# Why does this code not do what it should

1. Nov 17, 2007

### Cinimod

I can't see what is wrong with this code, but for some reason it doesn't work. It compiles, just doesn't do what it should.

Code (Text):

for(i=0; i<n; i++)
{
delx[i] = i/n;
}
I have defined delx as an array, with n elements, and just want to fill the array with evenly spaced values from 0 to n. When I try running it, it says that all elements of the array are 0. Any chance someone could explain to me where the problem is.

2. Nov 17, 2007

### Crosson

If i is declared type int, and n is declared type int, that would explain the behavior.

try this:

delx = float(i)/float(n);

this is called casting, when you force the the type of a variable to change for a particular calculation (I am not sure if float() is the correct syntax for C).

Alternatively I think you can declare n as a float, but I am no C expert. The problem though is that when you divide a small integer by a large one and get an integer result, the result has to be zero.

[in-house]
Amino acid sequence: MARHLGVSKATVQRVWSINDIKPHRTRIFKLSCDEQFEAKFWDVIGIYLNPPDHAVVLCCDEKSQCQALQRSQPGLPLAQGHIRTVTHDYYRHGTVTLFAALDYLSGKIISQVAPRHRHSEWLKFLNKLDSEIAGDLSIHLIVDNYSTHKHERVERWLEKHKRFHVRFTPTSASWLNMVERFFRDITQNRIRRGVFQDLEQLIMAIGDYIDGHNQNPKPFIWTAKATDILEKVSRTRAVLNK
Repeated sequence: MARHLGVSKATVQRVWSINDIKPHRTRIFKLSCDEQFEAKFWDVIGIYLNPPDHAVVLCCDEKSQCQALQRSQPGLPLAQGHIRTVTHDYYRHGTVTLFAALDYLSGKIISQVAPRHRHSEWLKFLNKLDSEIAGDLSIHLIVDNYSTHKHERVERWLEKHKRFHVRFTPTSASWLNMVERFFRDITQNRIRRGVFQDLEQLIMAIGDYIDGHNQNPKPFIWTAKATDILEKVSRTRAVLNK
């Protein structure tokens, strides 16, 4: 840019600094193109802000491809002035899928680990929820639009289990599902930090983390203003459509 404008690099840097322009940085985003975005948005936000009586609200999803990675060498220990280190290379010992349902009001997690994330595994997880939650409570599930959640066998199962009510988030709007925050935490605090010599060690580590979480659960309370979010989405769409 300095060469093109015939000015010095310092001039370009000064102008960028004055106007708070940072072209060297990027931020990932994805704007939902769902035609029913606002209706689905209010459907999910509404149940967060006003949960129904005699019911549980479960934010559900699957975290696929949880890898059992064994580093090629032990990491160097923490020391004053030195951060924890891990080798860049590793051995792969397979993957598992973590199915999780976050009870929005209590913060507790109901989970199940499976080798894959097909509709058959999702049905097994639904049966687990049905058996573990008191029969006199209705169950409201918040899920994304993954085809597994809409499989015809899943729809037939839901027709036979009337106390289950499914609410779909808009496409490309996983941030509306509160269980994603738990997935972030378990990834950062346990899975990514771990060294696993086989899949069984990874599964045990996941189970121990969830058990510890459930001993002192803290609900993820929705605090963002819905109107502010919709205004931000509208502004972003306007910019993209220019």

3. Nov 17, 2007

### mgb_phys

Presumably i and n are integers? Integer division will round down.
Use delx[x] = (float)i/(float)n;

4. Nov 17, 2007

### ranger

The problem seems to be that you're not casting correctly (assuming array type int). The way I would do it is to make my array a float and then do a integer division and perform casting:

Code (Text):

#include <stdio.h>

#define n 10

int main()
{
float delx[n];
int i=0;

for(i=0; i<n; i++)
{
delx[i] = (float) i/n;
printf("%f\n", delx[i]);
}
return 0;
}

Well if his array has n elements, then array size cannot be specified by a non-integer type. So I guess integer division is sort of implicit.

Last edited: Nov 17, 2007
5. Nov 17, 2007

### mgb_phys

The code in the op doesn't define i or n, or say if n is the array size;
Some (naughty) compilers will cast a float index to an array to int.

6. Nov 18, 2007

### KTC

Only if both operands are positive, otherwise the behaviour is implementation defined.

7. Nov 18, 2007

### mgb_phys

Yes, I mean't that they wouldn't round using the normal arithmetic rules which is what the OP expedcted. The word I was looking for was truncate.